At Columbine High School, a glass atrium glistens in the sunlight.
Inside Virginia Tech’s Norris Hall, a peace center grows behind pastel walls.
At Dunblane Primary School in Scotland, a flower garden welcomes students.
These spaces were once something else: the second-floor library where two killers completed the rampage that left 12 fellow high school students and a teacher dead; the classrooms where 30 college students and faculty members were gunned down by another student; and the gymnasium where 16 5- and 6-year-old children and their teacher were fatally shot by an intruder.
School officials in Newtown, Conn., said last week that they had not yet begun to discuss the future of Sandy Hook Elementary School, where 20 first-graders and six staff members were killed. But in the indelible tragedies that came before it, school officials and parents were often so haunted by the violence that they sought to dismantle whole sections of the buildings, ripping out blood-soaked floors and every last chunk of cinder block from the rooms where the killings took place. And when the spaces were put back together, if they were not razed completely, they often had new layouts and amenities that rendered them nearly unrecognizable – which is more or less the point.
These new spaces were typically the culmination of a long and painful healing process for devastated families and communities. Even then, school officials and parents say their wounds are still there, though their scars grow a little thicker with each passing year, as the survivors graduate and new students too young to remember what happened take their place.
“A school should not be a memorial,” said Cindy Stevenson, superintendent in Jefferson County, Colo., where school officials and parents rejected the idea of closing Columbine High School after the shooting. “We don’t ever want to forget those children, but you also need to say a school is a living, growing, vibrant place.”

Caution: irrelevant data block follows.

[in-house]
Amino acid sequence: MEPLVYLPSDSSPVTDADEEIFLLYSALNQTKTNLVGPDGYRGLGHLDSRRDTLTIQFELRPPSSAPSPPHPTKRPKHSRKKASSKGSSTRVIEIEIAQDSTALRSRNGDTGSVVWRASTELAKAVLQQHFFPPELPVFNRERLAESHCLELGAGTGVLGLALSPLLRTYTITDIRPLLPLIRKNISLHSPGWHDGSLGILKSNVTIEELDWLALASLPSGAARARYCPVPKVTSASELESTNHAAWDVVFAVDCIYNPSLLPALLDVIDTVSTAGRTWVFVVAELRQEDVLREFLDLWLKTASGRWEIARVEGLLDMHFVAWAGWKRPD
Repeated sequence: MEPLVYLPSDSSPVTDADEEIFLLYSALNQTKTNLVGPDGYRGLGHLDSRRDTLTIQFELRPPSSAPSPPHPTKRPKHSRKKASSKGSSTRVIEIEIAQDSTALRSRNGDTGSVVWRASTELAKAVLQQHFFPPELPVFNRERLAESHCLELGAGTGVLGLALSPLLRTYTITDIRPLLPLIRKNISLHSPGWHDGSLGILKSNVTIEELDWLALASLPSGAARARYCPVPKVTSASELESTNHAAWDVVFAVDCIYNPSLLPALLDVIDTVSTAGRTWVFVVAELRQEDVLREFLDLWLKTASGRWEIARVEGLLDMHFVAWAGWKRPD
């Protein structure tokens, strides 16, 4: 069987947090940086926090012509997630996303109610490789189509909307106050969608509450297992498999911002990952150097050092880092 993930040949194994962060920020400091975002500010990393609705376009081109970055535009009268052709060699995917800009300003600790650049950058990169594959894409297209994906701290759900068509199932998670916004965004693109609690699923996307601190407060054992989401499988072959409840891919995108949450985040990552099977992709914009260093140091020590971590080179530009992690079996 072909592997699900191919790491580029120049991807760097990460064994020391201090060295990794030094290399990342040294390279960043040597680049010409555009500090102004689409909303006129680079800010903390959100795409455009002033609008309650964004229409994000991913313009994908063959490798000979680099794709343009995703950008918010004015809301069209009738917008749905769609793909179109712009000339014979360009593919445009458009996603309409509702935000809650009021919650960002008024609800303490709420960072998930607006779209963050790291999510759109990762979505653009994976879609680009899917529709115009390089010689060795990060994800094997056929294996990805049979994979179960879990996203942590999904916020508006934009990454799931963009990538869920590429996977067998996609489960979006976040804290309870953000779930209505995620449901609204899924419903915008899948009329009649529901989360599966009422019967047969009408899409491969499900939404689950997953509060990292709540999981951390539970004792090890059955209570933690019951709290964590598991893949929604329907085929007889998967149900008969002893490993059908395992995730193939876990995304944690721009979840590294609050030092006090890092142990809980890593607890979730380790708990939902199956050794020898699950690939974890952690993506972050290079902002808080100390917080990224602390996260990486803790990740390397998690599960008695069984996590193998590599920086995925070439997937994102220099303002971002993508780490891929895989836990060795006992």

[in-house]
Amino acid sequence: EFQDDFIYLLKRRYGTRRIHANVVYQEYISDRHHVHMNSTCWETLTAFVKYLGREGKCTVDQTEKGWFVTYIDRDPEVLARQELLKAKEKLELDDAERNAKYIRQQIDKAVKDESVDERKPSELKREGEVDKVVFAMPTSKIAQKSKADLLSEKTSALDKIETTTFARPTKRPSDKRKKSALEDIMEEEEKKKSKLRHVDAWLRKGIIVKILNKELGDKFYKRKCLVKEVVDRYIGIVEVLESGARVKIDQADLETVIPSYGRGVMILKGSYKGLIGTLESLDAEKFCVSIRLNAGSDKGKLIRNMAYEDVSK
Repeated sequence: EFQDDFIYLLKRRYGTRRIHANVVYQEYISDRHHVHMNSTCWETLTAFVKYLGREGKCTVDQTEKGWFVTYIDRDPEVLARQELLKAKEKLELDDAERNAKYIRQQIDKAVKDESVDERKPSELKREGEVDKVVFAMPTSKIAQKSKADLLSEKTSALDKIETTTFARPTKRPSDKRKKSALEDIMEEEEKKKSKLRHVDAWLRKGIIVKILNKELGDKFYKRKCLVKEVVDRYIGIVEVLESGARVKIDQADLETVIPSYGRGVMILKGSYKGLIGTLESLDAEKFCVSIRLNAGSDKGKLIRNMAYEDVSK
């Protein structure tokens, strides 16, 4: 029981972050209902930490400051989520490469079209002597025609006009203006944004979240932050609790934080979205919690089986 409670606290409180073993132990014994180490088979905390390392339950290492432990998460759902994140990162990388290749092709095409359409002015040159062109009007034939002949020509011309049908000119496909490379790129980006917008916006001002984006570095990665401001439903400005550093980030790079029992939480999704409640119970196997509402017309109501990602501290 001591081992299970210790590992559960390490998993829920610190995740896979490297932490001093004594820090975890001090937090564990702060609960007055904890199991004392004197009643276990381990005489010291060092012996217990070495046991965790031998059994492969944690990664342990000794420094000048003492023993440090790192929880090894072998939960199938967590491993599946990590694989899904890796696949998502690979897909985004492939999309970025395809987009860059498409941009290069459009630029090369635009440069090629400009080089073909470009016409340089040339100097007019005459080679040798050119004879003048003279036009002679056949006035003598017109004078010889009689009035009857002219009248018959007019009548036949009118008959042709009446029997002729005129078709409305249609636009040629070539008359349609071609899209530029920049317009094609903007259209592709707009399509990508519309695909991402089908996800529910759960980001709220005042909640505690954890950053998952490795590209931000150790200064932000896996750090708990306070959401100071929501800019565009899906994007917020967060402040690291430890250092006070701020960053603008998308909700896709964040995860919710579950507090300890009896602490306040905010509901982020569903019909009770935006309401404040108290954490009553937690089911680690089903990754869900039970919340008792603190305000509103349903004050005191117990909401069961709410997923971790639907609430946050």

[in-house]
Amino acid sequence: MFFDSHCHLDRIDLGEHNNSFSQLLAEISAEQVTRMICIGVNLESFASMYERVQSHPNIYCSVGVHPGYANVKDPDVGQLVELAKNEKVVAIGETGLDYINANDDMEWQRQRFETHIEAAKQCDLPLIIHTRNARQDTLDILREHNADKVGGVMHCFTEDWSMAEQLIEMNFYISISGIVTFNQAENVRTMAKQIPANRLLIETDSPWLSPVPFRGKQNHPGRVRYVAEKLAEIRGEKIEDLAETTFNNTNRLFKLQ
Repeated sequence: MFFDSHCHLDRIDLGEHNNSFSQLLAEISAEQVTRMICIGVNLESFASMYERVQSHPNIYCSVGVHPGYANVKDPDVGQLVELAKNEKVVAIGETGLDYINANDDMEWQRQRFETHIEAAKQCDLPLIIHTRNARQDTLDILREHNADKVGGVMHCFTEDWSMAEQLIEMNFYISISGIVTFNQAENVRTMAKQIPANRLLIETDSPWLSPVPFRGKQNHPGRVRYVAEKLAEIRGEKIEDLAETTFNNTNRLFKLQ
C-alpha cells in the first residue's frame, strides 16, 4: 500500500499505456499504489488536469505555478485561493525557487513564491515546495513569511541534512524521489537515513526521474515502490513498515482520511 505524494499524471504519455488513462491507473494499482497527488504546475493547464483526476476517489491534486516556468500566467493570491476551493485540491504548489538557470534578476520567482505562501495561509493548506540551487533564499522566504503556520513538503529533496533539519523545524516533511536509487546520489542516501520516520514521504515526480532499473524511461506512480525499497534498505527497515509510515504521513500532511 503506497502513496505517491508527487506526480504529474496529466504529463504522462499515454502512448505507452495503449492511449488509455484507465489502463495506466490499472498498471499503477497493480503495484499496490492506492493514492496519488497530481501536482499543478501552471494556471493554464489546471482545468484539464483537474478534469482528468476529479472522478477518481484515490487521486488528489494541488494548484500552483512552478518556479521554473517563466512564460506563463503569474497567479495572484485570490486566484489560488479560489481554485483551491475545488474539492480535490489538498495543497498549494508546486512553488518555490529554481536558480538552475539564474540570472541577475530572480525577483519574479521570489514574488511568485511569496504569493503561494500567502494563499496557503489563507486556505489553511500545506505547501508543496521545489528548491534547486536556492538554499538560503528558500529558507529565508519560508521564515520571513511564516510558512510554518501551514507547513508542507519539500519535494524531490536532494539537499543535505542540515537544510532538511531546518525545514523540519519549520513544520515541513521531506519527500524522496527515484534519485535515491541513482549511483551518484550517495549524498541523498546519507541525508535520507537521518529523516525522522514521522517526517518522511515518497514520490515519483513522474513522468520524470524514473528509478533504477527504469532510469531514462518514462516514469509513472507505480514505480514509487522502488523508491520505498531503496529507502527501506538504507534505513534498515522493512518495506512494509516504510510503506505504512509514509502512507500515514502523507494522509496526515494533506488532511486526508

For now, Sandy Hook remains a crime scene, a bullet-ravaged shell that has become a worldwide symbol of hurt. The school’s more than 400 students will resume classes in January in a former school nearby that is being painstakingly remade to resemble the one they left behind, down to the exact color of the classroom walls. Even their old desks and chairs are being moved over from Sandy Hook.
“All of our efforts have been focused on healing our children and families and restarting school,” William Hart, a Newtown school board member, wrote in an email, saying that “we have been unable to put any energy into planning for the future of that building.”
He added, “I suspect it may be some time before we can do so.”
Many psychologists say that schools torn apart by violence are confronted by the need to provide some continuity to traumatized students and staff members, and the necessity of taking steps to start moving beyond the tragedy so it does not come to define them.
“It’s a balance,” said Peter Langman, a psychologist and the author of the book “Why Kids Kill: Inside the Minds of School Shooters.” “I don’t think there’s any one right way to do this.”
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